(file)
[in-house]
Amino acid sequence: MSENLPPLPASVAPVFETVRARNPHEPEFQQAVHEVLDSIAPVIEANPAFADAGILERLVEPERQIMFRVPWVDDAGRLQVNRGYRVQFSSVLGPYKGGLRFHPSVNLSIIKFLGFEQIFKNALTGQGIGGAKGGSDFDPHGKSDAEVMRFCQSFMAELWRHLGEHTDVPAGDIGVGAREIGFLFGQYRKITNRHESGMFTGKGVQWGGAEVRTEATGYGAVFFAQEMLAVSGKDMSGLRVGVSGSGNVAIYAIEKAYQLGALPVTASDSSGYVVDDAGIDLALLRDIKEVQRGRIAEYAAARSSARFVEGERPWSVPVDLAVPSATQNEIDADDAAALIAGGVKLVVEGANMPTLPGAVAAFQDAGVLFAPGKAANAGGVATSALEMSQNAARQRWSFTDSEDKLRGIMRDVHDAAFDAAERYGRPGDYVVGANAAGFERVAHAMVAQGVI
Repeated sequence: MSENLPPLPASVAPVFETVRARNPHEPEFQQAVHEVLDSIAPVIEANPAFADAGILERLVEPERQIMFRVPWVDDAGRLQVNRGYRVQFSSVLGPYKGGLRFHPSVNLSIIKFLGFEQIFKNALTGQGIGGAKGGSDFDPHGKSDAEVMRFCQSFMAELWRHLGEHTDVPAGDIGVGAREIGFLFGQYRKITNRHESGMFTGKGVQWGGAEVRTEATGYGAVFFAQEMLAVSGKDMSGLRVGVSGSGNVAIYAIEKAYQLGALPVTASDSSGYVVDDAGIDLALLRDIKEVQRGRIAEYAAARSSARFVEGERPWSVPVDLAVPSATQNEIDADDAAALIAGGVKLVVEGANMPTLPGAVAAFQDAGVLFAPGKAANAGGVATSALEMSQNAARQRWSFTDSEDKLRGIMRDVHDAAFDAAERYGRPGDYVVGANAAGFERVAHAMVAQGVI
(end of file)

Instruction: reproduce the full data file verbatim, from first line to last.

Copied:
[in-house]
Amino acid sequence: MSENLPPLPASVAPVFETVRARNPHEPEFQQAVHEVLDSIAPVIEANPAFADAGILERLVEPERQIMFRVPWVDDAGRLQVNRGYRVQFSSVLGPYKGGLRFHPSVNLSIIKFLGFEQIFKNALTGQGIGGAKGGSDFDPHGKSDAEVMRFCQSFMAELWRHLGEHTDVPAGDIGVGAREIGFLFGQYRKITNRHESGMFTGKGVQWGGAEVRTEATGYGAVFFAQEMLAVSGKDMSGLRVGVSGSGNVAIYAIEKAYQLGALPVTASDSSGYVVDDAGIDLALLRDIKEVQRGRIAEYAAARSSARFVEGERPWSVPVDLAVPSATQNEIDADDAAALIAGGVKLVVEGANMPTLPGAVAAFQDAGVLFAPGKAANAGGVATSALEMSQNAARQRWSFTDSEDKLRGIMRDVHDAAFDAAERYGRPGDYVVGANAAGFERVAHAMVAQGVI
Repeated sequence: MSENLPPLPASVAPVFETVRARNPHEPEFQQAVHEVLDSIAPVIEANPAFADAGILERLVEPERQIMFRVPWVDDAGRLQVNRGYRVQFSSVLGPYKGGLRFHPSVNLSIIKFLGFEQIFKNALTGQGIGGAKGGSDFDPHGKSDAEVMRFCQSFMAELWRHLGEHTDVPAGDIGVGAREIGFLFGQYRKITNRHESGMFTGKGVQWGGAEVRTEATGYGAVFFAQEMLAVSGKDMSGLRVGVSGSGNVAIYAIEKAYQLGALPVTASDSSGYVVDDAGIDLALLRDIKEVQRGRIAEYAAARSSARFVEGERPWSVPVDLAVPSATQNEIDADDAAALIAGGVKLVVEGANMPTLPGAVAAFQDAGVLFAPGKAANAGGVATSALEMSQNAARQRWSFTDSEDKLRGIMRDVHDAAFDAAERYGRPGDYVVGANAAGFERVAHAMVAQGVI